- 1. Initial study
- 2. Initial study results
- 3. Follow up study procedures
- 4. Follow up study results
- 5. How will this help me?
- 6. Final comments
- 7. References
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In the April issue of BTM, Joe Slowinski explained a study he conducted at the Kegel Training Centre that included a breathing technique and proven targeting process as a pre-shot routine. Briefly, Joe designed the pre-shot routine (hereafter called PSR) after extensive review of psychophysiological research that indicated breathing techniques may promote relaxation and increased performance.
Joe also discussed sport anxiety studies to set the background for his experiment. During his study, bowlers completed ten shots with, and without, the PSR. The results indicated that when using the breathing protocol and targeting system, most bowlers improved their ability to execute more consistent shots when using the PSR than when no pre-shot routine was used. Improved performance occurred for most bowlers, thus, Joe suggested that breathing properly when in pressure situations “will help bowlers execute better shots, time after time” (p. 29). I commend this study, which helps to improve the credibility of the sport of bowling.
My research extends this study, introducing a “pressure situation” where the bowlers’ data was measured with and without the pre-shot routine during two separate pressure situations to compare whether the PSR improved accuracy under pressure. In this context, I define high pressure as any circumstance that increases the importance of the situation from the bowler’s perspective. It could be anything from beating a bowling rival in a friendly practice game to winning a televised PBA tournament. I believed that having a pressure situation in the study would expand how we can apply the finding.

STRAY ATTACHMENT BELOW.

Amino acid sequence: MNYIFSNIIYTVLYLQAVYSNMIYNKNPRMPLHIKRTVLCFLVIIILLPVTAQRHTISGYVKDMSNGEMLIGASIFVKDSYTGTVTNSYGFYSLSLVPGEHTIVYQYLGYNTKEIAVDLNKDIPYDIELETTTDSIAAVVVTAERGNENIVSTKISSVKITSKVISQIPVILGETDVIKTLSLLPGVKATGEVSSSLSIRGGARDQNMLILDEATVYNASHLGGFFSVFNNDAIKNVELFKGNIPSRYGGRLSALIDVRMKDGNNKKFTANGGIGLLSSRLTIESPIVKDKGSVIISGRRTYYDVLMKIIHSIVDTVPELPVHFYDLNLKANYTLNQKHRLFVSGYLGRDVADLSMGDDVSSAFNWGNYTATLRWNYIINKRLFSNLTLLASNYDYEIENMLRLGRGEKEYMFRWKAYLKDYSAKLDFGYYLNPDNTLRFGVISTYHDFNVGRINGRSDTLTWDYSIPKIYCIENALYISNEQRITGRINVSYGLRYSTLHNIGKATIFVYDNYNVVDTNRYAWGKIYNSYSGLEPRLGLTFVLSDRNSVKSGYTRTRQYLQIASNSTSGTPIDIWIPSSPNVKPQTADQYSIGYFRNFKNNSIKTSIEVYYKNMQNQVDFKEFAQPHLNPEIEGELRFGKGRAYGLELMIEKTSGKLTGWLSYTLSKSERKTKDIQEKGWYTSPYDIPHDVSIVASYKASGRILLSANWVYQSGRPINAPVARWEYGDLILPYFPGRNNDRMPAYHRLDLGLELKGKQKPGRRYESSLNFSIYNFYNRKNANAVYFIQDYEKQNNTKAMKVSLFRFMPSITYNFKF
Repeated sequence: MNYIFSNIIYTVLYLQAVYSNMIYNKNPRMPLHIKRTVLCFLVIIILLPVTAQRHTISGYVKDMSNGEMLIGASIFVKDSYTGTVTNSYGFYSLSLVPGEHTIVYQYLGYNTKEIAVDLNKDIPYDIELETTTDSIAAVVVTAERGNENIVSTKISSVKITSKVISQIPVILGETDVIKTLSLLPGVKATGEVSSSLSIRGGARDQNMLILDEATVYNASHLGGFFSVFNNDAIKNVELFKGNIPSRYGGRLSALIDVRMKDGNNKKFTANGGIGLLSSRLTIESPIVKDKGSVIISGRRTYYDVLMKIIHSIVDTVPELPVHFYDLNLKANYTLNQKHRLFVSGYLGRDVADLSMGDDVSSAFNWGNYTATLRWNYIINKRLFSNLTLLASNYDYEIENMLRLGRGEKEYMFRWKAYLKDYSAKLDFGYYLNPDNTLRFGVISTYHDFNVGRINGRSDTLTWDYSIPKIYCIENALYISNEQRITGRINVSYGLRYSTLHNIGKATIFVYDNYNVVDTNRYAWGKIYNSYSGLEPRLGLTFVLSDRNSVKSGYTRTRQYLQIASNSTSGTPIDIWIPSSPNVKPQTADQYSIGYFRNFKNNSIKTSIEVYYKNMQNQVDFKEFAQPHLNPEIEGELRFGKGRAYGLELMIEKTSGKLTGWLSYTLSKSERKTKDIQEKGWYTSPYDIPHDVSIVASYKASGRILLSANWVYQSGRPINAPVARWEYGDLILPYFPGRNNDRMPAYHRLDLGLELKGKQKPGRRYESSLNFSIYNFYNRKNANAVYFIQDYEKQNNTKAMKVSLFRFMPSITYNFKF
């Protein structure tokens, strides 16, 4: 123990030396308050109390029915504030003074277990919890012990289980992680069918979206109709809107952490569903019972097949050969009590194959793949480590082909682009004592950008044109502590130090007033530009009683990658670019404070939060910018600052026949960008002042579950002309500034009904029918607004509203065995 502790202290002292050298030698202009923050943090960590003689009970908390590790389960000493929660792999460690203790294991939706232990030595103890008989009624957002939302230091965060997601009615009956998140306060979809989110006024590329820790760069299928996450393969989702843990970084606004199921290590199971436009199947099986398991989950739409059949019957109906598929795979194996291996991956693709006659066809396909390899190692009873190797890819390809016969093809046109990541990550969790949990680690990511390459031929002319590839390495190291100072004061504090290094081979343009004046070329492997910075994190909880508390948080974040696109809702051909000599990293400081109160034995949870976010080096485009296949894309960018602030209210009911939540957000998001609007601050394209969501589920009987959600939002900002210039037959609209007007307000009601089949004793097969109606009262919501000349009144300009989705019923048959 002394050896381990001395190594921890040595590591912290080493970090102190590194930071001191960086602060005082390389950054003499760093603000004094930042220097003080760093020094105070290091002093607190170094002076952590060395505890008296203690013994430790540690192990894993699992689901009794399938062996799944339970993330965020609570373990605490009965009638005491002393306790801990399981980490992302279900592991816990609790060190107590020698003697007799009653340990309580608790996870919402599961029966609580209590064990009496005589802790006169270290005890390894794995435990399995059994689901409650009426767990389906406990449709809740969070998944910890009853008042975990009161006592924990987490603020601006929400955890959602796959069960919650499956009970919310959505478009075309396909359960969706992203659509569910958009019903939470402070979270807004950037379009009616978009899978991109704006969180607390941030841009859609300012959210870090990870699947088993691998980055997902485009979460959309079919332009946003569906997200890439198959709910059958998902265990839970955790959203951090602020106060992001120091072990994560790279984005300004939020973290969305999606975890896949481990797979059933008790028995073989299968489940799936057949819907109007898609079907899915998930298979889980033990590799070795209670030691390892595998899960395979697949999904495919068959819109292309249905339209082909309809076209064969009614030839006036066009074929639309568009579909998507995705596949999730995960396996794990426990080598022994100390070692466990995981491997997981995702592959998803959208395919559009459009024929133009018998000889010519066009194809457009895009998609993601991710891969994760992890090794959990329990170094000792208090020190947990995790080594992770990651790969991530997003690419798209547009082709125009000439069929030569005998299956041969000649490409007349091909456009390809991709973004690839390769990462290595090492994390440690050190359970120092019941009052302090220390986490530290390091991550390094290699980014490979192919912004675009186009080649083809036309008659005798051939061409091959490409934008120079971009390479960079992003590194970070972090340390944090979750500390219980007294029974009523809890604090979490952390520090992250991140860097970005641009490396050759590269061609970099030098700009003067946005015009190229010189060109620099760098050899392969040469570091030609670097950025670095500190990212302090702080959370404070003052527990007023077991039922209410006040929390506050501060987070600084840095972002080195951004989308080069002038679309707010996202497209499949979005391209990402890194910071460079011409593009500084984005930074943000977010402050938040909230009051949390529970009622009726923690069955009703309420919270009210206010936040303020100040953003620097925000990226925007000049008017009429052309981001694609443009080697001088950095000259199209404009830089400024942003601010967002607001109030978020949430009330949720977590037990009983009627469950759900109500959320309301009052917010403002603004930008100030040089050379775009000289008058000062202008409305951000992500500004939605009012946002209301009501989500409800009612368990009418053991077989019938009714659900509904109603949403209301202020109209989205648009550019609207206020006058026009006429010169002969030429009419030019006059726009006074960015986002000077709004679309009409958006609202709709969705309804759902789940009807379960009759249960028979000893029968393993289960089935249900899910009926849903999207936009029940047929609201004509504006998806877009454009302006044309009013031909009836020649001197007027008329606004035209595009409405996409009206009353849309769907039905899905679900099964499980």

In this article I discuss studies, published in research journals, I have recently conducted (Mesagno, Marchant, & Morris, 2008; Mesagno & Mullane-Grant, 2010) with PSRs as interventions to improve performance under pressure. One study (Mesagno et al., 2008) was conducted with experienced bowlers and the other study (Mesagno & Mullane-Grant, 2010) was conducted with Australian football players. The purpose of the study was to compare whether different PSRs can help you perform better in pressure situations. For consistency and brevity, I will discuss both studies from a bowling perspective rather than risk confusion by introducing Australian football explanations.
The initial study (Mesagno et al., 2008) involved establishing whether a PSR would help improve experienced bowlers’ accuracy in pressure situations. We asked a small number of experienced bowlers to roll at a target ten boards wide (we did not have access to the C.A.T.S system) for 60 shots ...
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